Undergraduate Thesis Student (2019-Present)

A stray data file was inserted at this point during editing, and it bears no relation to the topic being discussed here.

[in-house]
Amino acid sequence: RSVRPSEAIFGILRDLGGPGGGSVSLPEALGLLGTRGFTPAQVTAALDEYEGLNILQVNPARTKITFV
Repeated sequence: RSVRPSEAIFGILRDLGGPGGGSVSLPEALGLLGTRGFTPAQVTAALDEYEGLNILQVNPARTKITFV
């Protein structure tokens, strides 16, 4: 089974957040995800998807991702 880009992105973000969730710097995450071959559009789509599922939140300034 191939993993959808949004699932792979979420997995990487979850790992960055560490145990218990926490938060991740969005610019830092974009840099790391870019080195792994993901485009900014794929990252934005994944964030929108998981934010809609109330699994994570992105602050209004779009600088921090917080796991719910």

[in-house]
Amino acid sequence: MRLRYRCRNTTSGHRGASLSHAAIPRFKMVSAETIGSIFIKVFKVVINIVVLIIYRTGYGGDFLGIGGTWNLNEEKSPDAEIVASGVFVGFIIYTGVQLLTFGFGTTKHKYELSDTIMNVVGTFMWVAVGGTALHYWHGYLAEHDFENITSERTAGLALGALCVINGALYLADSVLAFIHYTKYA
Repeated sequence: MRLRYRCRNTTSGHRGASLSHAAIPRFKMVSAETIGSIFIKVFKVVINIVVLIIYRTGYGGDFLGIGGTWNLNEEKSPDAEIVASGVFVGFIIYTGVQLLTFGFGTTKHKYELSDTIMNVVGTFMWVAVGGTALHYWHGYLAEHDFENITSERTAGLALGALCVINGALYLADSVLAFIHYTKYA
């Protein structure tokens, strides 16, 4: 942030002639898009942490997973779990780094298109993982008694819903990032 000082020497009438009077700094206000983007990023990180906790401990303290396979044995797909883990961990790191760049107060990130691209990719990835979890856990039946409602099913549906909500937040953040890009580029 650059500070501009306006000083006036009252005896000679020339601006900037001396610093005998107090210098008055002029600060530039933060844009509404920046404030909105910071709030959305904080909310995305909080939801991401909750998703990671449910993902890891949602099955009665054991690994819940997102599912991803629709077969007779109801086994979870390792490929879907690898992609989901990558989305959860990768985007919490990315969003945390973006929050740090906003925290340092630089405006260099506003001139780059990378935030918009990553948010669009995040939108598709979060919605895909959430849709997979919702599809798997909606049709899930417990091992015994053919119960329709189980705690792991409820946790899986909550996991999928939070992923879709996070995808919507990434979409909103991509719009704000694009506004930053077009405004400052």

Studies that examine plastic variation in lay date in response to a changing climate in birds are in short supply as a long-term dataset is required to analyze this interaction. Of these, most studies have focused on long-distance migrants and resident species that nest in boxes. Savannah Sparrows (Passerculus sandwichensis), a ground-nesting, short-distance migrant therefore present an opportunity to further our knowledge of plastic response. Further, it is important to understand how plastic response affects fitness. My honors thesis aims to examine how pre-breeding temperature affects lay date plasticity and the effects of plasticity on individual fitness in Savannah Sparrows using a long-term study population on Kent Island, New Brunswick.